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What Makes a Family Dinner?

The answer is surprisingly simple.

Photo courtesy of Elisabeth Freeman

Family dinners seem to be a dying breed in our society. With the increase in technology and busy schedules, it’s harder and harder for families to gather as a unit in the evening. But in my family, it’s more complicated than that. My family has conflicting schedules because we live scattered across the world.

My sister moved across the Hudson for college, and I can no longer eat with her every night, and my dad moved across the Pacific, or Atlantic, or the Arctic, depending on how you look at the globe. He lives in Hong Kong. I only have dinner with him once every couple of months or so, when he visits me. But even when he visits, my family still doesn’t eat together as a whole. My parents are divorced, and my mom doesn’t come along for dinners with my dad. But even if she did, it still wouldn’t be my whole family there because my dad doesn’t usually bring my little sister, who lives with him in Hong Kong, to the U.S.

In recent years, I can say that I’ve had only one true family dinner, and that was at my brother’s bar mitzvah. Everybody was there: my mom, my sister (who wasn’t away at school yet), my brother, my dad, my stepmother, my little sister, and both of my parents’ extended families and friends. But can I call that a family dinner? Sure, we were all eating in the same room. However, we were in no way, shape, or form conversing. Yes, I spoke to everyone at some point in the evening, just not all together. At a family dinner, are we supposed to talk to everyone at once anyway? Probably not. That would be hectic.

So what separates family dinners from all other types of meals? Do family dinners require one solid table to sit around? Do they need a conversation that includes every person in attendance? Or must the entire family be there at all? And in a non-traditional family like mine, in which each of my parents defines “family” differently, how should I define “family?”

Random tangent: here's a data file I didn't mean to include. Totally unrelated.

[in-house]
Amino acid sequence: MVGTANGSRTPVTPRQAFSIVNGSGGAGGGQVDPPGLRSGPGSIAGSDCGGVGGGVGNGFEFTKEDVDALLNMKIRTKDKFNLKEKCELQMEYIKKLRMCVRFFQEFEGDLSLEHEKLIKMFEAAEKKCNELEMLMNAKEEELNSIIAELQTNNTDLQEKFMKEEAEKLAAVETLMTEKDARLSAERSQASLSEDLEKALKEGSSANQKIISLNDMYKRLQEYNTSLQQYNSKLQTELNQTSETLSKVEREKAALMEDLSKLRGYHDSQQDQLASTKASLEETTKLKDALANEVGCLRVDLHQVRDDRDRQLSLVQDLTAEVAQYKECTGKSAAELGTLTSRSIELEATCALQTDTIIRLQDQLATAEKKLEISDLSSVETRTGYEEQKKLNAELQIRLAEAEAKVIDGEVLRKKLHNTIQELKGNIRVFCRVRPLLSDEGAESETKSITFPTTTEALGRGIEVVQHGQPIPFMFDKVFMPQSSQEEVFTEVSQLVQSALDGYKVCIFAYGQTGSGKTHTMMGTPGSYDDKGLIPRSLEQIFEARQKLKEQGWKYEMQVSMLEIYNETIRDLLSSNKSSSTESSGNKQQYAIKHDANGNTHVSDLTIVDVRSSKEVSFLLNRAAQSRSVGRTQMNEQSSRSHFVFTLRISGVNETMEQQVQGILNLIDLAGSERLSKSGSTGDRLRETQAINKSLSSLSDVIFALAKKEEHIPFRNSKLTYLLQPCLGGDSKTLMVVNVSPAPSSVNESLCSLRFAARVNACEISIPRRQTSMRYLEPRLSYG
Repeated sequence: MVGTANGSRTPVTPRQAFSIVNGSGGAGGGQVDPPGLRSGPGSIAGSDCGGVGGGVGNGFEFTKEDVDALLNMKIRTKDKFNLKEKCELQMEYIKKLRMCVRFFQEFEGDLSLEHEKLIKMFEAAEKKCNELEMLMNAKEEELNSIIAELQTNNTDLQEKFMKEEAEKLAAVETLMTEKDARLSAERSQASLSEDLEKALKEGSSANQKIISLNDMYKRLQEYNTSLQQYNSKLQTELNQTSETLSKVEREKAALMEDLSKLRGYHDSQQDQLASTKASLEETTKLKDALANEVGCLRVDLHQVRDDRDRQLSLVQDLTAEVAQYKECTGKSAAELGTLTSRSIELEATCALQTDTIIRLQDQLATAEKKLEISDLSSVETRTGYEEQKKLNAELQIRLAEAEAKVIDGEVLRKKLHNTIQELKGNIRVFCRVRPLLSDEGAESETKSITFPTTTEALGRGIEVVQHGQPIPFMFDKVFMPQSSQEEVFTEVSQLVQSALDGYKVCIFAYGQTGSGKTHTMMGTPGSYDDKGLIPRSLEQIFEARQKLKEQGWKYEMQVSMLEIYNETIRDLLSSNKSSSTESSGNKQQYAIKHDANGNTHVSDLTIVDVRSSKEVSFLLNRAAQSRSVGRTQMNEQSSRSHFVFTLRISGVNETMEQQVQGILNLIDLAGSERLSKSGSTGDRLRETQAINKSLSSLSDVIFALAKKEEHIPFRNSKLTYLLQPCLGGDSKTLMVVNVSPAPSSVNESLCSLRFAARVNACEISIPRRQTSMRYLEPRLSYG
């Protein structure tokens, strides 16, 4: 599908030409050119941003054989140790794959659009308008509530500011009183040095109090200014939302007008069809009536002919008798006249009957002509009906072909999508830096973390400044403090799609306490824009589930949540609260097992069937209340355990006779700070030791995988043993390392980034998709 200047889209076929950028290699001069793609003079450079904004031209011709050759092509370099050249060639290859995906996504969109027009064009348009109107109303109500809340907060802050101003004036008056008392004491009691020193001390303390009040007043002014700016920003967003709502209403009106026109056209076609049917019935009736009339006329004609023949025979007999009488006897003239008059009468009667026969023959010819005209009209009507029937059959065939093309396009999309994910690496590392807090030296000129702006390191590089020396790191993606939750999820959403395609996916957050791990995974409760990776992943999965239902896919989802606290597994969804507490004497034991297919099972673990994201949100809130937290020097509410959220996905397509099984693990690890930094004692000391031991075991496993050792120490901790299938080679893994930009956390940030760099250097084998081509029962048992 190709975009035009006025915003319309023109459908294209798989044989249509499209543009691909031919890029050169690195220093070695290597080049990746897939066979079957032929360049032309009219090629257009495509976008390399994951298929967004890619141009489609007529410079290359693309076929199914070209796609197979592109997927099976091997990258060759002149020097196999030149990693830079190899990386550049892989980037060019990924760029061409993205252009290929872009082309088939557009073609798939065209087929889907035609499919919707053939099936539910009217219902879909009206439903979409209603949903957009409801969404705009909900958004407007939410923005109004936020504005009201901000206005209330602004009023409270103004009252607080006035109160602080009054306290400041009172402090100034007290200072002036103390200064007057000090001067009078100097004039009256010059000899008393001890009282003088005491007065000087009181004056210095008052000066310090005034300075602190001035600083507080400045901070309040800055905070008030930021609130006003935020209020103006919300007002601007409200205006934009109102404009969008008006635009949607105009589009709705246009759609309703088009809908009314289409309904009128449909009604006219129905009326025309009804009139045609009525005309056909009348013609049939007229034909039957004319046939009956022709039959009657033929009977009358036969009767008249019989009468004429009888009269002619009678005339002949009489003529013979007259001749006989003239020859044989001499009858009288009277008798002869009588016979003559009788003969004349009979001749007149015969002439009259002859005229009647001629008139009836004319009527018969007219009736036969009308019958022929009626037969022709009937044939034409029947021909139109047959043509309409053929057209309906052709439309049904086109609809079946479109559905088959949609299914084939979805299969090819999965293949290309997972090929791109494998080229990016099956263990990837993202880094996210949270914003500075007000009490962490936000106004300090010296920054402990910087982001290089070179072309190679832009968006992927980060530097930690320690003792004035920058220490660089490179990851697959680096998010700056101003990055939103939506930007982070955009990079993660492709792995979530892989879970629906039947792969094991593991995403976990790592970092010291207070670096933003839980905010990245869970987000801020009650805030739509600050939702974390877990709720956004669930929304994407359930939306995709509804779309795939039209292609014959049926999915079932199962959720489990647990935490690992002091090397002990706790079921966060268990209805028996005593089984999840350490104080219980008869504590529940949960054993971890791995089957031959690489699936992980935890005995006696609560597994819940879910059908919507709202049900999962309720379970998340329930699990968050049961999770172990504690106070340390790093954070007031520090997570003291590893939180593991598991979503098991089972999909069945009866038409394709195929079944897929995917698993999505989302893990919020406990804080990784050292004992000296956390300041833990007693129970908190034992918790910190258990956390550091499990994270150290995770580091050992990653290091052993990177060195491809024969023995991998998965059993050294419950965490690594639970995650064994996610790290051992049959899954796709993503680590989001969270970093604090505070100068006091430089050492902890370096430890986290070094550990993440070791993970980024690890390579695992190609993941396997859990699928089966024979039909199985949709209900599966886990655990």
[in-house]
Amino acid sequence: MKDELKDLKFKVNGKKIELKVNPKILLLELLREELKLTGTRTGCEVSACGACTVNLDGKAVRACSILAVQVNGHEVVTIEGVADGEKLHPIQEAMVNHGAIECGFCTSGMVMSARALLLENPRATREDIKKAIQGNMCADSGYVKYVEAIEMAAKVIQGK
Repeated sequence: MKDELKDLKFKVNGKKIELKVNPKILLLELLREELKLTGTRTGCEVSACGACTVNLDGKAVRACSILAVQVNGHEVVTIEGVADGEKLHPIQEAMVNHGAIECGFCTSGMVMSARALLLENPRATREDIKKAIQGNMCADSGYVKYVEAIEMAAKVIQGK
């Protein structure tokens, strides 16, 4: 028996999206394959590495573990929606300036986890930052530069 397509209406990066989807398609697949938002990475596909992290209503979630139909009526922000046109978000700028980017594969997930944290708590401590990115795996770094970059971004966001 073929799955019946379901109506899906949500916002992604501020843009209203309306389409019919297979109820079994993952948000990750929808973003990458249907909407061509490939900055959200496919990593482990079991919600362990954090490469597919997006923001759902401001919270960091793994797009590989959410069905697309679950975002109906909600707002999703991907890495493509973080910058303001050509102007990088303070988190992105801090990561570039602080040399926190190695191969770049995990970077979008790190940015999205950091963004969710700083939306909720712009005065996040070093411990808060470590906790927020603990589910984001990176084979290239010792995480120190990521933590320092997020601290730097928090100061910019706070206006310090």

I could say that family dinners require a table, one all-inclusive conversation, and my entire family, which I define as people who are related closely to me by blood, to be there. But if I say this, then I’m admitting that I haven’t had a family dinner since my parents were married and living in the same house, opening up even more questions.

What is the definition of “closely?” Does that include grandparents, aunts, uncles, cousins, or the entire human race (since we’re all technically related)? And does this mean that family can only be connected by blood, thus excluding adopted relatives and people who married into my family? Does this say that the intimate, memorable meals I’ve had with my siblings and my mom or dad are not family meals? Because they sure felt like they were.

Suppose I scrap the title of “family dinner.” Instead, let’s describe it as spending time and eating in the evening with the people who care more for me than anyone else in the world: my unit, my team, my people. Suddenly I no longer know how many family dinners I’ve had. Weeknights with my mom working at the kitchen counter while my brother, sister, and I bicker over whether we should watch the news or “Family Guy” and eat roast chicken or fish we keep saying we don’t like. Lavish steakhouses with my father, stepmother, and sisters, where the food is unforgettable, and my dad, in his leveled, matter-of-fact tone, reveals the “truths” of the world to us. Thanksgiving dinner with my grandparents, mother, brother, and sister, where we talk about the same things we talk about at every other meal we share together.

But how can those be family dinners if my entire family isn’t there? The answer is surprisingly simple: I have more than one family. My mom, brother, sister, and I are a unit at home in the States, but my dad, brother, sisters, and I are a unit in Hong Kong. And I feel surprisingly good about that. As my dad often says, “Having more family means there are more people to love you.”

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